Two homeland security professionals I have a lot of respect for provided additional context on issues surrounding PPD 8.
I am reprinting (below) what they wrote. The first was written by Bob Ross, the Chief of the Risk Sciences Branch in DHS. Please note, his views are his own and are not meant to reflect the views of DHS or anyone else other than Bob. Homeland Security Watch has published his work before (see this link).
The second was written by Dr. Dave McIntyre, who has been involved in homeland security since before it was homeland security. Dave also maintain the ThinkingEnemy blog.
“…capture the “extreme corners” of a response requirements polyhedron”
Well, I have read Chris Bellavita’s piece several times and I still don’t know quite what to make of it. But I know Chris and have read a lot of his stuff and don’t always know what to make of it. I guess he is a good teaching academic in the sense that he makes you think, rather than merely making you memorize the textbook answer. Not that there are many textbook answers in homeland security – speaking of which, I strongly recommend that you follow Chris’s link to the Jay Rosen piece on wicked problems. I very much like the wicked problem notion and have been trying to get people in DHS and the larger HLS community to grab onto the notion. One of the biggest problems in HLS and DHS are people seeking definitive deterministic (i.e., Newtonian/engineered) answers to questions we are not even sure how to ask.
It seems to me that Palin has it right toward the bottom of his response when he talks to the utility of a Newtonian approach, so long as you stay within its capability range. But when the problem exceeds the bounds of a Newtonian approach, then the Darwinian dynamic will, of necessity, play out. You always need some structure, but not so much structure than you are in an intellectual straightjacket when the unexpected happens.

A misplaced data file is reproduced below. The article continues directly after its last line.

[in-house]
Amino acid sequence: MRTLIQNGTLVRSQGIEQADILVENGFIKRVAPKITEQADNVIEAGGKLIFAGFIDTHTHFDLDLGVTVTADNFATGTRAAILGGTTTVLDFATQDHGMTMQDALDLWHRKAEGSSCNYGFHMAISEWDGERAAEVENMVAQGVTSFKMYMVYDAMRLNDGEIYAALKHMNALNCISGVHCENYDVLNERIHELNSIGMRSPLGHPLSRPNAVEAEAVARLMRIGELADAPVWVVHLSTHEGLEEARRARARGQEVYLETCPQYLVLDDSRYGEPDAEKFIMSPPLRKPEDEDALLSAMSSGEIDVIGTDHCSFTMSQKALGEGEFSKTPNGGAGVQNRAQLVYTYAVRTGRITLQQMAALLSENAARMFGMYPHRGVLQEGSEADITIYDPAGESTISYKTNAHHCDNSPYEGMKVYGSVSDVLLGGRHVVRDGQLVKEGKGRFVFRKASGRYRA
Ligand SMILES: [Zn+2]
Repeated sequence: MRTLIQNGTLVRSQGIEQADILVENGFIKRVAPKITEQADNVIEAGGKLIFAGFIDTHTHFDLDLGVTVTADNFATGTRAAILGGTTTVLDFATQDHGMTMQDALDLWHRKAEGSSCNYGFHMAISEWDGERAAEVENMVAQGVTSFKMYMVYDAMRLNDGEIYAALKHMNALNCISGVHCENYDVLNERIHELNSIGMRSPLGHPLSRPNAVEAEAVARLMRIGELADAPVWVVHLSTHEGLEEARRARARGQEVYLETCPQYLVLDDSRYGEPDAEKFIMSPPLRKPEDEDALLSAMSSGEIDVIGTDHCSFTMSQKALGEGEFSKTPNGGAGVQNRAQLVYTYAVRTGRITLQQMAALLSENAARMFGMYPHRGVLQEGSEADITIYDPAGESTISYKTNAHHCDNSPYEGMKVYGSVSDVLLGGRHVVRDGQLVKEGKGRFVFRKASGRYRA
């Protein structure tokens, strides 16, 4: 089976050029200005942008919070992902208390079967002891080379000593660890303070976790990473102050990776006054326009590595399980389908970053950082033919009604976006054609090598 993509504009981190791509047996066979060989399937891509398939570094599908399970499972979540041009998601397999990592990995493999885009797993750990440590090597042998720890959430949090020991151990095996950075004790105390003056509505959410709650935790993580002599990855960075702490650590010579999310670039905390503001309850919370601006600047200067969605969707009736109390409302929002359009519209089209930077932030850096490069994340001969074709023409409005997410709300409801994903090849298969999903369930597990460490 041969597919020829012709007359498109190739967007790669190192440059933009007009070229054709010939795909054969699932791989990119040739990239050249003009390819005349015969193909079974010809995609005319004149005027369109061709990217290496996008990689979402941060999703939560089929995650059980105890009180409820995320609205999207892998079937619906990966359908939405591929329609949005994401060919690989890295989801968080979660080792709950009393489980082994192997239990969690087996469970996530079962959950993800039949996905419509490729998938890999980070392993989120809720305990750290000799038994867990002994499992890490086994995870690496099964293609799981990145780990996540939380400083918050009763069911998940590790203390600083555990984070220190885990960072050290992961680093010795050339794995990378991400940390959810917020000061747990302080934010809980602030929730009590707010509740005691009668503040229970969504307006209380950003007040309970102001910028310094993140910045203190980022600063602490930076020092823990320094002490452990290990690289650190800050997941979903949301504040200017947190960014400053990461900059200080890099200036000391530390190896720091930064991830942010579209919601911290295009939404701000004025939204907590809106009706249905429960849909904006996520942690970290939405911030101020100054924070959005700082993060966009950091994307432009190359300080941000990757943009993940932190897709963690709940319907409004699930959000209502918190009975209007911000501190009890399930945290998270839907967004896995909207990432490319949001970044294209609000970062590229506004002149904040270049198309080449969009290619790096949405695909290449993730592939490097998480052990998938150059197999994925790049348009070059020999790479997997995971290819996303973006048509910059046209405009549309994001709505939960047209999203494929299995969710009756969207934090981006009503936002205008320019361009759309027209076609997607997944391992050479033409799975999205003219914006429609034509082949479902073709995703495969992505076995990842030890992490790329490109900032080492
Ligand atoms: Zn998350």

I think Chris misunderstands the “maximum of maximums notion.” Just as I think most people misunderstand the intended purpose and potential benefits of the 15 planning scenarios.
Many people took the 15 planning scenarios as representing the biggest threats we had to worry about, from both the prevention and response perspectives. That was never their intent, especially with respect to prevention. Rather, they were intended to capture the “extreme corners” of a response requirements polyhedron. If you have the extreme corners accurately identified and are reasonably well positioned to respond to the identified extreme corners, then you should be reasonably well prepared to respond to real events which will almost necessarily fall within the volume encompassed by those extreme corners. The problem with this approach is that the extreme corners are determined by the type of the event (e.g., cyber vs. bio vs. nuclear vs. earthquake vs. ____) rather than by their magnitude or by other relevant issues such as simultaneity and impact on subordinate levels of government. Thus, the national planning scenarios approach focused on the type of required response capabilities rather than the potential total demand for response capacity.